The Romanesque church in Abu Ghosh has come down to us practically intact, in spite of earthquakes and centuries of abandonment.
It is built according to the plan of a basilica, which is traditional for the Crusaders: three apses (here, they fit together in a flat chevet, behind which the present-day monastery is built), the central nave, and the two side aisles. It is a massive architecture, especially on the outside; and upon entering through the door that was built into the northern side aisle, one is surprised by its elegance. The whole has a serenity and simplicity: the only decorations are the two rows of small columns at ceiling level with leafed capitals on which rest the double arches in the nave, as well as the exceptional ensemble of mural paintings that covered the eastern part of the church at the time of the Crusades.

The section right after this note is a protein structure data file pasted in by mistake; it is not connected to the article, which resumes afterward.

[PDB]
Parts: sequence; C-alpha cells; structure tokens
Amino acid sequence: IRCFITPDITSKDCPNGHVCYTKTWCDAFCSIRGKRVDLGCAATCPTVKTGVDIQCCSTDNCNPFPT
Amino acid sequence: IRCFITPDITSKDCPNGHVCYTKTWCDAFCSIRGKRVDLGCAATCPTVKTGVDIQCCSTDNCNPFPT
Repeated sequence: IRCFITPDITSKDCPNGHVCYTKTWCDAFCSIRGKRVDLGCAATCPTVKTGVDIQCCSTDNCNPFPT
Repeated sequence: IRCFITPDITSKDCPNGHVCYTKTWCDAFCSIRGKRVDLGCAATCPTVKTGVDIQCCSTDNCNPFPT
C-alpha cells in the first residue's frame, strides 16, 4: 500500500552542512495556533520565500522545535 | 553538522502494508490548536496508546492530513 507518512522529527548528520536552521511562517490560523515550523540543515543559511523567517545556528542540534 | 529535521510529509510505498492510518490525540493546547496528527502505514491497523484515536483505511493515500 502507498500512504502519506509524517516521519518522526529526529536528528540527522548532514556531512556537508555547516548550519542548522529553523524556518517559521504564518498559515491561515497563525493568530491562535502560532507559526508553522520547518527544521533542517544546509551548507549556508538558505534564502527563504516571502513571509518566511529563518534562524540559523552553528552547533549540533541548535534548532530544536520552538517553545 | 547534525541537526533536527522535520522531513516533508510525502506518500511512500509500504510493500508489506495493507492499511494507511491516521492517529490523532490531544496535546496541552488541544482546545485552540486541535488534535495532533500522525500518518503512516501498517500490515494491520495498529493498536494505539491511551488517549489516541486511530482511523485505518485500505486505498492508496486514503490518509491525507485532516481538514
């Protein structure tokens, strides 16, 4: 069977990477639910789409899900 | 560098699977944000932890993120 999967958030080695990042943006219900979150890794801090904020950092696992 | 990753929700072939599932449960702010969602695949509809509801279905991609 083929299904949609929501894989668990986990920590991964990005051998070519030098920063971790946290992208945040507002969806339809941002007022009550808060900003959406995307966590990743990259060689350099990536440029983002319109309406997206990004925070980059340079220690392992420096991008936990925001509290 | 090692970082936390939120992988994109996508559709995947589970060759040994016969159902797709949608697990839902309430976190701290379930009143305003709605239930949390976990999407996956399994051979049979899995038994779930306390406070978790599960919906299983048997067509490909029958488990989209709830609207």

The crypt, which was built in a former reservoir of the second century, is even more massive and austere: in some places the walls are more than 3½ meters thick. At its center flows a spring. Some paintings, especially stars in several colors, can still be seen in the vaults.